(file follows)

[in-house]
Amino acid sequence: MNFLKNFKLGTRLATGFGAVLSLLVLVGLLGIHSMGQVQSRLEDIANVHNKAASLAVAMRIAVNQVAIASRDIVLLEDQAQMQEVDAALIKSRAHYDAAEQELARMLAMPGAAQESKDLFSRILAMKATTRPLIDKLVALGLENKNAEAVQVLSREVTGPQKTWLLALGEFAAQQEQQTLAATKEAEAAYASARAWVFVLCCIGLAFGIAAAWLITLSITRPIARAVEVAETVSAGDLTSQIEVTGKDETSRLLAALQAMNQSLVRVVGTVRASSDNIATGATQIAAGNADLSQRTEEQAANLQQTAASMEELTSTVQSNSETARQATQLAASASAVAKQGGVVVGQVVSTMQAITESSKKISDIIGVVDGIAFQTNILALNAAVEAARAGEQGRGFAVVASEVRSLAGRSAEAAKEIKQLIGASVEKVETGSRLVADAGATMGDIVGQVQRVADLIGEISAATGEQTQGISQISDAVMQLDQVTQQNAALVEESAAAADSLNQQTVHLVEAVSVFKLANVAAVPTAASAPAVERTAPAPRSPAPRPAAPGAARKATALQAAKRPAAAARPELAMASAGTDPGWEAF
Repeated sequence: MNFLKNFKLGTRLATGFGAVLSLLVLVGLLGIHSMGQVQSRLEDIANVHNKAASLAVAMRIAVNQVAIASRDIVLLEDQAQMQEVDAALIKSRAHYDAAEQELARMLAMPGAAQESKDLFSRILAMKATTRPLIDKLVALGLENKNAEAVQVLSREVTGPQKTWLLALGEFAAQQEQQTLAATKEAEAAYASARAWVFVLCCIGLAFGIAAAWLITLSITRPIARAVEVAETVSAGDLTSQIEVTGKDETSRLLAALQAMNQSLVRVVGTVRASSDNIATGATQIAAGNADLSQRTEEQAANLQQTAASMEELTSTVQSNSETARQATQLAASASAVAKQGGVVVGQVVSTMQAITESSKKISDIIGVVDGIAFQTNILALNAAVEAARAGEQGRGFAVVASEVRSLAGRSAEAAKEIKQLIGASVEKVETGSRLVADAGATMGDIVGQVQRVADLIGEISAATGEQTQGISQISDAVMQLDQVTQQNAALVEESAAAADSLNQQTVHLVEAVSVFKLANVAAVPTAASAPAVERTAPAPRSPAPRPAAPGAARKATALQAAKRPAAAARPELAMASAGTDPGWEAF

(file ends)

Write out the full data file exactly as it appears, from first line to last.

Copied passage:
[in-house]
Amino acid sequence: MNFLKNFKLGTRLATGFGAVLSLLVLVGLLGIHSMGQVQSRLEDIANVHNKAASLAVAMRIAVNQVAIASRDIVLLEDQAQMQEVDAALIKSRAHYDAAEQELARMLAMPGAAQESKDLFSRILAMKATTRPLIDKLVALGLENKNAEAVQVLSREVTGPQKTWLLALGEFAAQQEQQTLAATKEAEAAYASARAWVFVLCCIGLAFGIAAAWLITLSITRPIARAVEVAETVSAGDLTSQIEVTGKDETSRLLAALQAMNQSLVRVVGTVRASSDNIATGATQIAAGNADLSQRTEEQAANLQQTAASMEELTSTVQSNSETARQATQLAASASAVAKQGGVVVGQVVSTMQAITESSKKISDIIGVVDGIAFQTNILALNAAVEAARAGEQGRGFAVVASEVRSLAGRSAEAAKEIKQLIGASVEKVETGSRLVADAGATMGDIVGQVQRVADLIGEISAATGEQTQGISQISDAVMQLDQVTQQNAALVEESAAAADSLNQQTVHLVEAVSVFKLANVAAVPTAASAPAVERTAPAPRSPAPRPAAPGAARKATALQAAKRPAAAARPELAMASAGTDPGWEAF
Repeated sequence: MNFLKNFKLGTRLATGFGAVLSLLVLVGLLGIHSMGQVQSRLEDIANVHNKAASLAVAMRIAVNQVAIASRDIVLLEDQAQMQEVDAALIKSRAHYDAAEQELARMLAMPGAAQESKDLFSRILAMKATTRPLIDKLVALGLENKNAEAVQVLSREVTGPQKTWLLALGEFAAQQEQQTLAATKEAEAAYASARAWVFVLCCIGLAFGIAAAWLITLSITRPIARAVEVAETVSAGDLTSQIEVTGKDETSRLLAALQAMNQSLVRVVGTVRASSDNIATGATQIAAGNADLSQRTEEQAANLQQTAASMEELTSTVQSNSETARQATQLAASASAVAKQGGVVVGQVVSTMQAITESSKKISDIIGVVDGIAFQTNILALNAAVEAARAGEQGRGFAVVASEVRSLAGRSAEAAKEIKQLIGASVEKVETGSRLVADAGATMGDIVGQVQRVADLIGEISAATGEQTQGISQISDAVMQLDQVTQQNAALVEESAAAADSLNQQTVHLVEAVSVFKLANVAAVPTAASAPAVERTAPAPRSPAPRPAAPGAARKATALQAAKRPAAAARPELAMASAGTDPGWEAF